Improving cardiopulmonary resuscitation with a CPR feedback device and refresher simulations (CPR cares study) a randomized clinical trial

Adam Cheng, Linda L. Brown, Jonathan P. Duff, Jennifer Davidson, Frank Overly, Nancy M. Tofil, Dawn T. Peterson, Marjorie L. White, Farhan Bhanji, Ilana Bank, Ronald Gottesman, Mark Adler, John Zhong, Vincent Grant, David J. Grant, Stephanie N. Sudikoff, Kimberly Marohn, Alex Charnovich, Elizabeth A. Hunt, David O. KesslerHubert Wong, Nicola Robertson, Yiqun Lin, Quynh Doan, Jordan M. Duval-Arnould, Vinay M. Nadkarni, Aaron Donoghue, Robert M. Sutton, Dana Niles, Shannon D. Scott, Jenny Chatfield, Nnenna Chime

Research output: Contribution to journalArticlepeer-review

114 Scopus citations


IMPORTANCE: The quality of cardiopulmonary resuscitation (CPR) affects hemodynamics, survival, and neurological outcomes following pediatric cardiopulmonary arrest (CPA). Most health care professionals fail to perform CPR within established American Heart Association guidelines. OBJECTIVE: To determine whether "just-in-time" (JIT) CPR training with visual feedback (VisF) before CPA or real-time VisF during CPA improves the quality of chest compressions (CCs) during simulated CPA. DESIGN, SETTING, AND PARTICIPANTS: Prospective, randomized, 2 × 2 factorial-design trial with explicit methods (July 1, 2012, to April 15, 2014) at 10 International Network for Simulation-Based Pediatric Innovation, Research, & Education (INSPIRE) institutions running a standardized simulated CPA scenario, including 324 CPR-certified health care professionals assigned to 3-person resuscitation teams (108 teams). INTERVENTIONS: Each team was randomized to 1 of 4 permutations, including JIT training vs no JIT training before CPA and real-time VisF vs no real-time VisF during simulated CPA. MAIN OUTCOMES AND MEASURES: The proportion of CCs with depth exceeding 50 mm, the proportion of CPR time with a CC rate of 100 to 120 per minute, and CC fraction (percentage CPR time) during simulated CPA. RESULTS: The quality of CPRwas poor in the control group, with 12.7%(95%CI, 5.2%-20.1%) mean depth compliance and 27.1%(95%CI, 14.2%-40.1%) mean rate compliance. JIT training compared with no JIT training improved depth compliance by 19.9%(95%CI, 11.1%-28.7%; P <.001) and rate compliance by 12.0%(95%CI, 0.8%-23.2%; P =.037). Visual feedback compared with no VisF improved depth compliance by 15.4%(95%CI, 6.6%-24.2%; P =.001) and rate compliance by 40.1%(95%CI, 28.8%-51.3%; P <.001). Neither intervention had a statistically significant effect on CC fraction, which was excellent (>89.0%) in all groups. Combining both interventions showed the highest compliance with American Heart Association guidelines butwas not significantly better than either intervention in isolation. CONCLUSIONS AND RELEVANCE: The quality of CPR provided by health care professionals is poor. Using novel and practical technology, JIT training before CPA or real-time VisF during CPA, alone or in combination, improves compliance with American Heart Association guidelines for CPR that are associated with better outcomes.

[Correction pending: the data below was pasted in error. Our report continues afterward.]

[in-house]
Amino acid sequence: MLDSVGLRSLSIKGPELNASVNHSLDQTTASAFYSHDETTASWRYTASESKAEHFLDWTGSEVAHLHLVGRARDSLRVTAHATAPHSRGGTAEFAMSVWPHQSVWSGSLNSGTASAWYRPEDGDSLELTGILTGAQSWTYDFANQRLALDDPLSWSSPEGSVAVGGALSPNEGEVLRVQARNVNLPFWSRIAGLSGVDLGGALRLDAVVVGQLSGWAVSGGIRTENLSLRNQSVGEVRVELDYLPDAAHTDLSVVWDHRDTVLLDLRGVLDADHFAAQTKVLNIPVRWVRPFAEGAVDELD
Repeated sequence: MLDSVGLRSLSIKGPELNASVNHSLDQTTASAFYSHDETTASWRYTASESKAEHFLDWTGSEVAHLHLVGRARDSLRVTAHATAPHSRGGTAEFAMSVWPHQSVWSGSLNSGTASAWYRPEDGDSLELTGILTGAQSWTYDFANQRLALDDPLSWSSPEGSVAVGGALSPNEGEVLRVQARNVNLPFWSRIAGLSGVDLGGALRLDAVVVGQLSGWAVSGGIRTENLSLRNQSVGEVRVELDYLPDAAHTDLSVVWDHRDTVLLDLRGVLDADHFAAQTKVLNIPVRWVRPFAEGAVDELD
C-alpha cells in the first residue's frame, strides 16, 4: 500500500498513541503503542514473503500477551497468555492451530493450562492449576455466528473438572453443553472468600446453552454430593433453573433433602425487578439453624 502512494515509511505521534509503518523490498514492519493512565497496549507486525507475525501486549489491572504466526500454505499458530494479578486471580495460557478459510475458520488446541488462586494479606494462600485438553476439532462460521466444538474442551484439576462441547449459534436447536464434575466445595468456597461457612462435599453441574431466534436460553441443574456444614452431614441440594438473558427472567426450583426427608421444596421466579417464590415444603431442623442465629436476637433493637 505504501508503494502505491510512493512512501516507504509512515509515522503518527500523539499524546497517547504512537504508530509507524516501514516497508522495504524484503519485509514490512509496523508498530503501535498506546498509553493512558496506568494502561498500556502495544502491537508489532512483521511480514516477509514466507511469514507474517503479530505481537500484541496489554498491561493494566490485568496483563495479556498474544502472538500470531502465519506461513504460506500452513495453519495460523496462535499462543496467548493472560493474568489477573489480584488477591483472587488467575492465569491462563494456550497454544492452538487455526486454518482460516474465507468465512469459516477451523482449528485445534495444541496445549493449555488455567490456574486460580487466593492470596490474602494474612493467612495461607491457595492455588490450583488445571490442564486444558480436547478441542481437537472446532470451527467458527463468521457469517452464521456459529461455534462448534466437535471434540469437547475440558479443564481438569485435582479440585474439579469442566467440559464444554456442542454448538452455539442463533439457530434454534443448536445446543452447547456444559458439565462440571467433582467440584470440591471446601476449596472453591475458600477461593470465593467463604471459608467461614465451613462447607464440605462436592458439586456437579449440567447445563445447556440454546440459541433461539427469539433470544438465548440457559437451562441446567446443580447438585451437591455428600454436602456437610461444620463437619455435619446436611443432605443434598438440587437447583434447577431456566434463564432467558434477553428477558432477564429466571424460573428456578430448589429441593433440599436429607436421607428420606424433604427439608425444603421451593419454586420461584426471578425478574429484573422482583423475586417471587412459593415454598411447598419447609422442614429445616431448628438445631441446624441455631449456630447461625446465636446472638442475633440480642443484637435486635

Original languageEnglish (US)
Pages (from-to)137-144
Number of pages8
JournalJAMA pediatrics
Issue number2
StatePublished - Feb 1 2015

ASJC Scopus subject areas

  • Pediatrics, Perinatology, and Child Health


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